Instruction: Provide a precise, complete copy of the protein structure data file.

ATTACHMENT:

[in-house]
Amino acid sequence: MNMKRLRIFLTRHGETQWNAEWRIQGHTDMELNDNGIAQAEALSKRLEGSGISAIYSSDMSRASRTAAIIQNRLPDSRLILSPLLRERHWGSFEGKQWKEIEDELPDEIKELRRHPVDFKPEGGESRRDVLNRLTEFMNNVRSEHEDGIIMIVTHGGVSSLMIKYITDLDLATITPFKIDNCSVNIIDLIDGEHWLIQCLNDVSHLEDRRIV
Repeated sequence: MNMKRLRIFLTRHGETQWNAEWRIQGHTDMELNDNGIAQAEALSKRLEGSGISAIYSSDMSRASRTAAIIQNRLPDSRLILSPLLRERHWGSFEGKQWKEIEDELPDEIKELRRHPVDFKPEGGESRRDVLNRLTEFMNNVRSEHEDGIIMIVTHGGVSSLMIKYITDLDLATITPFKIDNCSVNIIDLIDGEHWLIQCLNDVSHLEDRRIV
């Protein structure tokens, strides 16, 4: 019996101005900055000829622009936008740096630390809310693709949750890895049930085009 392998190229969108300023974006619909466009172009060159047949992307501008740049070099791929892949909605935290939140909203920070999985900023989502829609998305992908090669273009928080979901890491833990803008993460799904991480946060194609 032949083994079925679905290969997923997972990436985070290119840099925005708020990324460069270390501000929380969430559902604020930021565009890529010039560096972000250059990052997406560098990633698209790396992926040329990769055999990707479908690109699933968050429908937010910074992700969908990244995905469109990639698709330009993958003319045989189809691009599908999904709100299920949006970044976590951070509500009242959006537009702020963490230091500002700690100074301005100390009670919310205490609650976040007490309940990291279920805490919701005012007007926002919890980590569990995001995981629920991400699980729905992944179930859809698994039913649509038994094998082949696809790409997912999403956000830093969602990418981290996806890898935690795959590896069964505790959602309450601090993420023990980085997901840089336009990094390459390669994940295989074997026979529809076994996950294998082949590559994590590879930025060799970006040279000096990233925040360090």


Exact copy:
[in-house]
Amino acid sequence: MNMKRLRIFLTRHGETQWNAEWRIQGHTDMELNDNGIAQAEALSKRLEGSGISAIYSSDMSRASRTAAIIQNRLPDSRLILSPLLRERHWGSFEGKQWKEIEDELPDEIKELRRHPVDFKPEGGESRRDVLNRLTEFMNNVRSEHEDGIIMIVTHGGVSSLMIKYITDLDLATITPFKIDNCSVNIIDLIDGEHWLIQCLNDVSHLEDRRIV
Repeated sequence: MNMKRLRIFLTRHGETQWNAEWRIQGHTDMELNDNGIAQAEALSKRLEGSGISAIYSSDMSRASRTAAIIQNRLPDSRLILSPLLRERHWGSFEGKQWKEIEDELPDEIKELRRHPVDFKPEGGESRRDVLNRLTEFMNNVRSEHEDGIIMIVTHGGVSSLMIKYITDLDLATITPFKIDNCSVNIIDLIDGEHWLIQCLNDVSHLEDRRIV
């Protein structure tokens, strides 16, 4: 019996101005900055000829622009936008740096630390809310693709949750890895049930085009 392998190229969108300023974006619909466009172009060159047949992307501008740049070099791929892949909605935290939140909203920070999985900023989502829609998305992908090669273009928080979901890491833990803008993460799904991480946060194609 032949083994079925679905290969997923997972990436985070290119840099925005708020990324460069270390501000929380969430559902604020930021565009890529010039560096972000250059990052997406560098990633698209790396992926040329990769055999990707479908690109699933968050429908937010910074992700969908990244995905469109990639698709330009993958003319045989189809691009599908999904709100299920949006970044976590951070509500009242959006537009702020963490230091500002700690100074301005100390009670919310205490609650976040007490309940990291279920805490919701005012007007926002919890980590569990995001995981629920991400699980729905992944179930859809698994039913649509038994094998082949696809790409997912999403956000830093969602990418981290996806890898935690795959590896069964505790959602309450601090993420023990980085997901840089336009990094390459390669994940295989074997026979529809076994996950294998082949590559994590590879930025060799970006040279000096990233925040360090």